Students from throughout the Dallas area enjoyed exploring the lives of animals through the lens of mathematics. Mathfinder Camp was free to participants thanks to generous funding provided by the National Science Foundation (NSF). The Thanksgiving week camp was a joint effort between SMU Simmons, talkSTEM, and the Dallas Zoo.
More than 60 children aged 8-12 attended the educational camp where they got the chance to explore an exciting new math app currently in development. The Mathfinder app, a collaborative effort between SMU Simmons and talkSTEM, is designed to make math fun while sparking curiosity and creativity and instilling a lifelong love for learning in children. The mobile app uses Augmented Reality (AR) technology for use on iPads. Students used the app to watch videos that showed them how to see math in the animals and habitats at the zoo. The AR feature allowed them to insert holograms over their camera feed to see new things in the zoo surroundings.
SMU’s Candace Walkington, Ph.D.is grateful for the collaborative effort in working for the common goal of fostering a love for math and science among children. She also appreciates the data gathered to help further the success of the app. ”It was amazing to see the kids at the zoo using their ‘math lens’ to look at the zoo exhibits and generate their own observations and questions. The kids also loved sharing their mathematical discoveries with each other, their instructors, and even their parents at home.”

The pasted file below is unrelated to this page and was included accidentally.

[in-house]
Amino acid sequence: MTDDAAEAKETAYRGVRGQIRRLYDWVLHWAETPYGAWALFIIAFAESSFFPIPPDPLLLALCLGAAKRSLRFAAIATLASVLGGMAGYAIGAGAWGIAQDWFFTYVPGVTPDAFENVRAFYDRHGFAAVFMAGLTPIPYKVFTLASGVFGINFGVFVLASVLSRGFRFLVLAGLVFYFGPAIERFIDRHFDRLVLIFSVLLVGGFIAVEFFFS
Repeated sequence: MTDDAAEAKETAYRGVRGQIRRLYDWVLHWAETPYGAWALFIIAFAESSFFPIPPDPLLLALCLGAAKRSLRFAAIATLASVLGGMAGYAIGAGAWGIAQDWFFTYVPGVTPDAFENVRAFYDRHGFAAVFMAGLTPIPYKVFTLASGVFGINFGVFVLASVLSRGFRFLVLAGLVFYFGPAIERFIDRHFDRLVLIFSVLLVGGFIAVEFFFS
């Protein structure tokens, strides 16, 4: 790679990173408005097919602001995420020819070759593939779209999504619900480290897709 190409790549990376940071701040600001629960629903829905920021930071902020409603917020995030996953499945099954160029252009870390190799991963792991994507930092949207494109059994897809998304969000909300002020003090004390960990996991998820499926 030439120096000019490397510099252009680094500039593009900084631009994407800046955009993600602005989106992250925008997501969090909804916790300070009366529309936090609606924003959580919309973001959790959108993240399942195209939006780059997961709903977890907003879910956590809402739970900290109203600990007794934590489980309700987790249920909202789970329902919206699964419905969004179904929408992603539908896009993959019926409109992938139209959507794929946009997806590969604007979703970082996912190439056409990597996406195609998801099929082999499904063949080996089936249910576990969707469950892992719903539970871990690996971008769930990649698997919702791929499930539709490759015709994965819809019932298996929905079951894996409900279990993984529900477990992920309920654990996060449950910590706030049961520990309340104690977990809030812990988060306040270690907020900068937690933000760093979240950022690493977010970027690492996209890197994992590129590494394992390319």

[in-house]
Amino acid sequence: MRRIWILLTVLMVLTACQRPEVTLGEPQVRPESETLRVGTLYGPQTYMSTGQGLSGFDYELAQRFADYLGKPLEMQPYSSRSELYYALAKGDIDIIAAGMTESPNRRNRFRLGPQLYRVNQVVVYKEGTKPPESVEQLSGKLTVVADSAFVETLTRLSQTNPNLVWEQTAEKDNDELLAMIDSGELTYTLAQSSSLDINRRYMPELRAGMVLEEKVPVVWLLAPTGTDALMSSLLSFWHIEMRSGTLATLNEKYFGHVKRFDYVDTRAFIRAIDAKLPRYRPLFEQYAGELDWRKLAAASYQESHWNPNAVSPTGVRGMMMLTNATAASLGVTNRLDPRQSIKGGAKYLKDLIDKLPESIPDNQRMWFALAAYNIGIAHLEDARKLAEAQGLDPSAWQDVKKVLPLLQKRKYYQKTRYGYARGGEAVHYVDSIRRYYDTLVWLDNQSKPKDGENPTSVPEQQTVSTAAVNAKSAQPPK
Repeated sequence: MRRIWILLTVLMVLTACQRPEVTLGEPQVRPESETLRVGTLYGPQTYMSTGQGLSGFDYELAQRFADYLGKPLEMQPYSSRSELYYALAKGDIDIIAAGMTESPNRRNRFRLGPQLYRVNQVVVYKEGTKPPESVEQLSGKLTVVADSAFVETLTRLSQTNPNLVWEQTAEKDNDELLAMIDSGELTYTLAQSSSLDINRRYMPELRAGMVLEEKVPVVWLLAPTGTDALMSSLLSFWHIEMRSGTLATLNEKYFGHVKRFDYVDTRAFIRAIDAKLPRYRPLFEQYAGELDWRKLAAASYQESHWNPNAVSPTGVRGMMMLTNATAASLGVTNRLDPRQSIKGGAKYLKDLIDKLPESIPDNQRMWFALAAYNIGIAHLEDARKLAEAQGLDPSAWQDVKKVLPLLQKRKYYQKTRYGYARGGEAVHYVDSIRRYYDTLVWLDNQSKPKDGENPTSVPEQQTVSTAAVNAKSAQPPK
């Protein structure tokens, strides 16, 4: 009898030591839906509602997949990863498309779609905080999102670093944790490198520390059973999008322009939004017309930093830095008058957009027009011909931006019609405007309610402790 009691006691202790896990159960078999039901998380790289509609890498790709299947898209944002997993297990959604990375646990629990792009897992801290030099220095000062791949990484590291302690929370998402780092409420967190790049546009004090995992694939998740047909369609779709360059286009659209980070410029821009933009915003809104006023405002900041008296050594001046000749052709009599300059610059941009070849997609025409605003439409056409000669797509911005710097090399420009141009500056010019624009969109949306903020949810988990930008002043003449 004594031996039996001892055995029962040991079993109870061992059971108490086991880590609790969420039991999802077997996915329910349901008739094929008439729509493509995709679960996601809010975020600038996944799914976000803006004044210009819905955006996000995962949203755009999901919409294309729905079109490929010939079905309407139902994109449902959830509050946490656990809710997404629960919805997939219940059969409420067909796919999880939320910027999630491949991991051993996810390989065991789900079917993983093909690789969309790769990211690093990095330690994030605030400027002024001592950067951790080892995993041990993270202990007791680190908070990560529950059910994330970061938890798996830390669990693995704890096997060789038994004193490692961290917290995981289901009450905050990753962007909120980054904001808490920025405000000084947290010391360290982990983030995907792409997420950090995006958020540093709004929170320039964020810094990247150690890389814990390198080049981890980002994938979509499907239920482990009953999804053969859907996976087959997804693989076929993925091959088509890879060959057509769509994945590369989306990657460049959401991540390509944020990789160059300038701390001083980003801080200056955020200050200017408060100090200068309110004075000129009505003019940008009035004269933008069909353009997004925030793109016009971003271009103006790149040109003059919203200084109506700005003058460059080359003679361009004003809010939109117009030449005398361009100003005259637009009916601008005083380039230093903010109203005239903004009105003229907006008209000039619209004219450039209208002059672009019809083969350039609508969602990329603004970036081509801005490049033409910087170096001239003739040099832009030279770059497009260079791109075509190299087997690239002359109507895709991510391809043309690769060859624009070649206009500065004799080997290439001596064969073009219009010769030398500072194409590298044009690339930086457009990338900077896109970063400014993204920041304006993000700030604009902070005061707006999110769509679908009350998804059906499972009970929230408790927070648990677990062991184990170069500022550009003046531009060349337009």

Koshi Dhingra, founder of talkSTEM, said, “We were thrilled to partner with SMU and the Dallas Zoo that allowed us to bring this unique educational opportunity to young minds in our community. We believe the camp showed children that math is not only essential but also a fascinating lens through which they can view all the places they go, including the zoo!”
Simmons Dean Stephanie Knight is extremely pleased with all aspects of the Mathfinder camp. “There is nothing better than when our Simmons research is taken into the community to directly serve youngsters by heightening their interest and understanding of math, reading and technology. The fact that it is a collaborative effort with talkSTEM, and the Dallas Zoo makes it even more exceptional. I applaud Dr. Walkington and her team for this excellent work and look forward to the impact the app will have when completed.”
The Mathfinder team plans to run additional camps in the Spring and Summer of 2024. The Girl Scouts of North Texas will participate in that camp at the Dallas Arboretum. The team’s current set of studies is looking at the impact that AR tools in the Mathfinder app have on learning. The long-term goal is to create an app that could be used anywhere to ask and answer mathematical questions about the world around you.